The verb for “to fart” was something I learnt early on in my studies of the French language.  I don’t remember why now – but it probably had something to do with an awkward situation in a lift.  Anyway, the verb in question is “péter” (pronounced petay) and it is, for obvious reasons, seldom heard in everyday adult conversation.

It goes without saying then that when you do hear it in polite conversation this can only mean that someone is chipping-in with a bit of toilet humour – right?  Well, not necessarily.

Elle a pété une cable.

When I heard this phrase for the first time I logically deduced that it must mean “she farted a cable” – clearly some sort of idiom that parallels the English one for a very long turd (she laid a transatlantic cable).  But the context seemed not to support this idea as it was about someone who was very angry on the telephone.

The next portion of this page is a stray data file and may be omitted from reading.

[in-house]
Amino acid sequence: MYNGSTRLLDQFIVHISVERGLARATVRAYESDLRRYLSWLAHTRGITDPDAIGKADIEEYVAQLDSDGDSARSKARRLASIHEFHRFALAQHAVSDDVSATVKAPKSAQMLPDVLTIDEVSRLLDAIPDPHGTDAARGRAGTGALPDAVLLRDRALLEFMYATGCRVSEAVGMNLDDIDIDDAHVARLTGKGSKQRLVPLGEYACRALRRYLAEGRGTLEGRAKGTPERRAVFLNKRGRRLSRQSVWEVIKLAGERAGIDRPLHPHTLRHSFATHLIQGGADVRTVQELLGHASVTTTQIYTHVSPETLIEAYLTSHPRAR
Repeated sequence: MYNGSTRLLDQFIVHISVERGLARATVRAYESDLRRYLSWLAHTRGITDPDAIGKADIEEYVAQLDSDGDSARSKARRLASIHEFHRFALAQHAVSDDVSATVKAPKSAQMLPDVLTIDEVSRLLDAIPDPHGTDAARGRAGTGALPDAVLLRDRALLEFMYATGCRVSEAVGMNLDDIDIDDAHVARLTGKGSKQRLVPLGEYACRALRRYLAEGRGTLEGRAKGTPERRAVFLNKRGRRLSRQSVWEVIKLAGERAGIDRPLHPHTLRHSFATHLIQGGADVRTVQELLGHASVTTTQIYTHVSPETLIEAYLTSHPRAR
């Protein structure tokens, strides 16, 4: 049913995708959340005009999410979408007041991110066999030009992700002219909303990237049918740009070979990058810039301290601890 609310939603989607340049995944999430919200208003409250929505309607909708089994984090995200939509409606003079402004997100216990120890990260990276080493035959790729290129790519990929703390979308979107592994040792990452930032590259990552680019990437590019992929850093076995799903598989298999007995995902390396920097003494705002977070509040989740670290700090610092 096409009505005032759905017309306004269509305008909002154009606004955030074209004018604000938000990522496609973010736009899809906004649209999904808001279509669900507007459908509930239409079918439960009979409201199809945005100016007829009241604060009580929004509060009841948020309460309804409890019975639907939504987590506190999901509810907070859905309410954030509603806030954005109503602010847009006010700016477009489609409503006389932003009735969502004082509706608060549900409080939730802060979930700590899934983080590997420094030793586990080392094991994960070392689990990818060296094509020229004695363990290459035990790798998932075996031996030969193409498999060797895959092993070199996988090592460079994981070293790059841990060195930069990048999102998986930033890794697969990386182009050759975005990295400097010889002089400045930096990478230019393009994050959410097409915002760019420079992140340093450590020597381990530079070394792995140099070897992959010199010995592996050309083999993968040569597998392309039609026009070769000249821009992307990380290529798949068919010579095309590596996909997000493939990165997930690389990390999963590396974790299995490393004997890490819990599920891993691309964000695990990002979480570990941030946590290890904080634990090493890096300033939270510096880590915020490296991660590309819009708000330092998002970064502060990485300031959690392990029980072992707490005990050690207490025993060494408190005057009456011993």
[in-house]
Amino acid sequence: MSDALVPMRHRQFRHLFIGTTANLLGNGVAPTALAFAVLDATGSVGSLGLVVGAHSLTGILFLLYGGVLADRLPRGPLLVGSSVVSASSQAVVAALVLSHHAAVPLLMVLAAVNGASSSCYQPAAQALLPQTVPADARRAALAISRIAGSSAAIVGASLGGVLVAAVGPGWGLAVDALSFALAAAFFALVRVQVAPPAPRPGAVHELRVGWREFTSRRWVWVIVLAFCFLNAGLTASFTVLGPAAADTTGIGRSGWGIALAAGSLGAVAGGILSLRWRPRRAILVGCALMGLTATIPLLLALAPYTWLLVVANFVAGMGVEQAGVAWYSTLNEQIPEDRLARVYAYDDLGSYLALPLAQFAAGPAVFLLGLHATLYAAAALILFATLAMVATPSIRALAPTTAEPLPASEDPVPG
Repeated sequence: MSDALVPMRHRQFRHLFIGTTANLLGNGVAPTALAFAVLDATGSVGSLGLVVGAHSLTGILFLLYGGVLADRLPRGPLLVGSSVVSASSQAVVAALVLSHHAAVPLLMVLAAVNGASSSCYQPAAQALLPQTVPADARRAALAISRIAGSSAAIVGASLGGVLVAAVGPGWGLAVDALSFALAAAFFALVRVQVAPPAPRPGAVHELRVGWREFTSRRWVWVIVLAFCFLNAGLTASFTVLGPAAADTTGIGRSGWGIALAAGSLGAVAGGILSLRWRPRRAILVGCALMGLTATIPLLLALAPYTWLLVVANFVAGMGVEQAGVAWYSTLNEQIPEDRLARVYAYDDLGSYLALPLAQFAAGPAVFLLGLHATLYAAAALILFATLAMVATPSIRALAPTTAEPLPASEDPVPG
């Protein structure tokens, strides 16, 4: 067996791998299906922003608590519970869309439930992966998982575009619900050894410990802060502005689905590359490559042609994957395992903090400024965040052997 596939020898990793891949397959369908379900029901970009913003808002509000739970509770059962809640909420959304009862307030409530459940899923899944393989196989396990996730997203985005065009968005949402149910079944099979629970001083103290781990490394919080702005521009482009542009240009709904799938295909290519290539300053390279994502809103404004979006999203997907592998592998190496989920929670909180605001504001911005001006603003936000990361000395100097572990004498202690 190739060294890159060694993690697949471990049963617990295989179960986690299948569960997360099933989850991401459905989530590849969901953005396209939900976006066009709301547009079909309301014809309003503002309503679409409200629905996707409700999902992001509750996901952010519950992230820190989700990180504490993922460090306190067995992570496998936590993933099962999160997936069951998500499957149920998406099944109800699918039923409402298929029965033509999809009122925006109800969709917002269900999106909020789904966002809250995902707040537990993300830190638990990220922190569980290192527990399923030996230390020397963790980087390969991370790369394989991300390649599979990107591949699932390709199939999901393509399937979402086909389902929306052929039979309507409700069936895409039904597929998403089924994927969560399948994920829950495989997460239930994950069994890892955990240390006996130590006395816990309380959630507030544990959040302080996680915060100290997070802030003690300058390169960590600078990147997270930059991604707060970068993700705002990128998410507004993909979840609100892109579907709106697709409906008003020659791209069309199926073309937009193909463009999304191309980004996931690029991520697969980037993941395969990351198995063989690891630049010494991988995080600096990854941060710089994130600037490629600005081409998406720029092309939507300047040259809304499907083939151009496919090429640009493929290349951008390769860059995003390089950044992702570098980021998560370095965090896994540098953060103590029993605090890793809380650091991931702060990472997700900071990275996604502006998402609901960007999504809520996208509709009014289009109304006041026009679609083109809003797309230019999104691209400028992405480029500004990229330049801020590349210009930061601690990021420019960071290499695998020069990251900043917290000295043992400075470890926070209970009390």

It was when I met someone who had…

Pété le mur du salon

… that I realised that perhaps my logic needed reviewing – because “farting a lounge wall” seemed to be a very juvenile way of explaining a home conversion.

Indeed, péter is one of those wonderful verbs you can use for all nature of things because it also means “to smash/break/blow up/knock down/destroy”.

Therefore when someone “péts une cable” on the telephone – it means they yell so loud that the phone line breaks … and when someone “péts” a wall in their house – it means they knock it down.

This though does beg the question: How on earth do you translate “She farted a cable” into French?